Not all political thinkers have accepted that ideas and ideologies are of importance. Politics has sometimes been thought to be a naked struggle of power — realpolitik.
If this true, political ideas are merely propaganda, a form of words/collection of slogans designed to garner popular support and obtain legitimacy. In that regard, ideologies are simply “window dressing” used to conceal the stark reality of political life. This is a position supported by behaviourism, the school of psychology that maintains that human beings are little more than biological machines, conditioned to merely “react” to external stimuli. The thinking individual, in its sentient self with his/her ideas, values, feelings, and intentions, is simply irrelevant.
A similar view also informed “dialectical materialism”, the crude form of Marxism that dominated intellectual thought in the Soviet Union and the Comintern. This held that political ideas could only be understood in the light of the economic or class interests of those that express them. In other words, “ideas” have a “material basis”, and beyond that, have no meaning or significance on its own.
The opposite argument is this — The famed economist John Maynard Keynes argued that the world is ruled by little other than the ideas of economic theorists and political philosophers. As he puts in the closing pages of his seminal work General Theory:
“Practical men, who believe themselves to be quite exempt from any intellectual influences, are usually the slaves of some defunct economist. Madmen in authority, who hear voices in the air, are distilling their frenzy from some academic scribbler of a few years back.”
Such a view suggests, for instance, that modern capitalism developed out of the classic economics of Adam Smith and David Ricardo, and that Soviet communism was significantly shaped by the writings of Karl Marx and Vladimir Lenin, and that the history of Nazi Germany can only be understood by reference to the doctrine encapsulated in Adolf Hitler’s Mein Kampf.
The reality however, is this — Political ideas are not merely a passive reflection of power play or personal ambition, but have the capacity to inspire/guide political action, and in the process, shape material life. They do not emerge in a vacuum, and all political ideas are ultimately moulded by the social/historical circumstances in which they develop and by the political ambitions they serve.
Ideas and ideologies influence political life in a number of ways. First, they provide a perspective through which the world is understood and explained. People do not see the world as it is, but only as they expect it to be. In other words, people see the world through lenses of ingrained beliefs, opinions and assumptions.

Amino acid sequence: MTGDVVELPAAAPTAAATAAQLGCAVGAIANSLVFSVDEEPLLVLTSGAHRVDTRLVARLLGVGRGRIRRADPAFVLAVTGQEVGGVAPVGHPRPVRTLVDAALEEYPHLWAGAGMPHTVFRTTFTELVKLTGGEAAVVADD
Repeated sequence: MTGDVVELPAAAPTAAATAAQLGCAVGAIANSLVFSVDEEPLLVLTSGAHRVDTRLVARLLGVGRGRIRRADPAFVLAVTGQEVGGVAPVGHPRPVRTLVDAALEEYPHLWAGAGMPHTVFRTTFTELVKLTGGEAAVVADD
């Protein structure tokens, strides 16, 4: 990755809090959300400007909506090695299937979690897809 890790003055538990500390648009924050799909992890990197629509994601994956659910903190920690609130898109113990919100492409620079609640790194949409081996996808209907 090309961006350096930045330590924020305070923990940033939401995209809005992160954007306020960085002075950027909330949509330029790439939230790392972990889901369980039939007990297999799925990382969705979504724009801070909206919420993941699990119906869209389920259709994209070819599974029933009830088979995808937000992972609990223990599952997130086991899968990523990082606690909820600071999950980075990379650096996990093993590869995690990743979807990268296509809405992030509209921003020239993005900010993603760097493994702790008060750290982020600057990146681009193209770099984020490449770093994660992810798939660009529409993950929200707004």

To some degree, everyone subscribes to a set of political beliefs and values that guide their behaviour and influence their conduct — whether consciously or subconsciously. In that regard, political ideas and ideologies thus set goals that inspire political action.
It can be said that all politicians want power to a certain degree. This forces them to be pragmatic, to adopt policies or ideas that are electorally popular, to obtain a sense of political legitimacy. However, politicians seldom seek power for power’s sake. They also possess beliefs, values and convictions about what to do with power when it is achieved.
Political ideas also help to shape the nature of political systems. Systems of government vary considerably across the world, and are always associated with particular values or principles. For instance, absolute monarchies are based upon deeply enshrined religious ideas, while the political systems in most contemporary western countries are founded upon a set of liberal-democratic principles, with John Locke a particularly strong influence.
In the same way, traditional communist political systems conformed to the principles of Marxism-Leninism. Even the fact that the world is made up of independent nation-states and government power only exist at national level reflects the principles of self-determinism and the principles established under The Treaty of Westphalia.
Finally, political ideas and ideologies can act as a form of social cement, providing societies with a set of unifying beliefs and values. Political ideologies have commonly been associated with particular social classes. For instance, liberalism with the middle class, conservatism with the landed aristocracy, and socialism with the working class etc. These ideas reflect the life experiences and dreams of a social class, and can help foster a sense of belonging and solidarity. On the other end, there are “official” ideologies that have been found in fascist and communist regimes.
In conclusion, political ideas and ideologies are deeply ingrained in our lives, in our political systems, and how we live. It is an integral part of human society and should constantly be re-examined periodically to reflect the changing hopes and dreams of generations.